Sherry Simmons Loring Memorial Scholarship
Margaret Leuz/Fred Einspahr Memorial Scholarships
The Emily Wagner Memorial Scholarship
The Darwin T. Turner Award
The Louise P. Herring Scholarship
The Scott Anderson Memorial Prize
The Maloney Family Scholarship
The Golden Pledge Scholarship
The Elizabeth Dietz Essay Prize
Lennis J. Holm Scholarship
John C. McGalliard Prize
Miriam Gilbert Award for Shakespeare Studies
Jen Buckley's article “The Bühnenkunstwerk and the Book: Lothar Schreyer’s Theatre Notation” will be published later this month in Modernism/modernity 22 (April 2014).
Jen Buckley was also awarded a Travel Grant by the Harry Ransom Center at the University of Texas for work towards her book manuscript, Every Page Must Explode: Avant-garde Performance in Print.
Congratulations to Loren Glass, whose essay, “Zuckerman/Roth: Literary Celebrity Between Two Deaths,” came out in the latest issue of PMLA! (See PMLA 129:2 (2014), 223-36.)
Lena Hill was one of the speakers at a round-table discussion orgranized by the UI Council on the Status of Women on the challenges of finding a work-life balance, especially for those who manage the demands of both parenthood and work. Thanks, too, to graduate student Jennifer Loman, chair of the Council, for organizing the event.
Adam Hooks celebrated Shakespeare’s birthday on April 21 with a live streaming session from Special Collections, alongside Colleen Theisen, Special Collections Outreach librarian and new technologies guru. You can view the live stream here. For more details, go here.
Mark Isham is the subject of Faculty Focus in the April 2014 issue of TILE newsletter, an online publication of the University of Iowa TILE (Transform, Interact, Learn, and Engage) program. Mark talks about adjustments to teaching in the TILE classroom and benefits of the transition in "Faculty Focus: Mark Isham and Teaching in the Real World." Read more here.
Tom Simmons was elected Vice-Chair of the CLAS Faculty Assembly, working with Anita Jung from Art and Art History, who will be the Chair next year. The Vice-Chair is the Chair-Elect for the following year, so Tom will be overseeing that august body in 2015-16. Bravo, Tom!
There will be a modest reception on Wednesday, April 30, 3:00-4:30 p.m., in the Zimansky Reading Room, in honor of Linda Stahle on the occasion of her retirement after 41 years working in the department supporting General Education Literature. Light refreshments will be available but, at Linda’s insistence, the event will be low-key and informal, with no speeches.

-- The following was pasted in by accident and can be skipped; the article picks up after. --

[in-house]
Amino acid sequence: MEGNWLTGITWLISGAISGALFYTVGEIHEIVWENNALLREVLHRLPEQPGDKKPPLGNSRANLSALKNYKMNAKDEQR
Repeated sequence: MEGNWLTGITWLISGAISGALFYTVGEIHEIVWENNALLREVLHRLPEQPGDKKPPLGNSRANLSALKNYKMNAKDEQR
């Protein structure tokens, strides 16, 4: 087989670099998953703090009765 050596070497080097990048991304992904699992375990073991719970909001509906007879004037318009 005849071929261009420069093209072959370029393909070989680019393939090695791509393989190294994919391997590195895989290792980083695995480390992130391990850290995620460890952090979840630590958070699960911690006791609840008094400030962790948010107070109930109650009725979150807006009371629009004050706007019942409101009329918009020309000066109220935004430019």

Saturday, May 3, will see two outdoor memorial events that will be of interest to many in the English Department.
At 11 a.m. on Saturday, May 3, a remembrance service to honor Bill Boos will be held at the Davenport Street entrance to Hickory Hill Park. The obituary for Bill Boos that was published in the Press-Citizen is available here.
At 3 p.m. on Saturday, May 3, a celebration of life service followed by a reception will be held to honor our emeritus colleague, Bob Sayre, at Terry Trueblood Park on the south side of Iowa City. The obituary for Bob Sayre that was published in the Press-Citizen is available here, while a tribute written by John Raeburn will be available on the department website soon.
Faculty Colloquium with John D'Agata titled "Plutarch: A Reading of New Translations." April 29, 2014 at 3:30pm. Gerber Lounge, 304 EPB.
Reading by NWP Visitor Lisa Heinemann. May 1, 2014 at 7:00pm. Prairie Lights.
Undergraduate Honors Ceremony. May 2, 2014 at 3:30pm. Senate Chamber, Old Capitol.
Reading by NWP Visitor Kate Christensen. May 7, 2014 at 7:00pm. Prairie Lights.
Writers Gone Public. May 7, 2014 at 7:00pm.116 Art Building West.
Reading by NWP Visiting Writer Cheryl Strayed. May 8, 2014 at 7:00pm. Prairie Lights.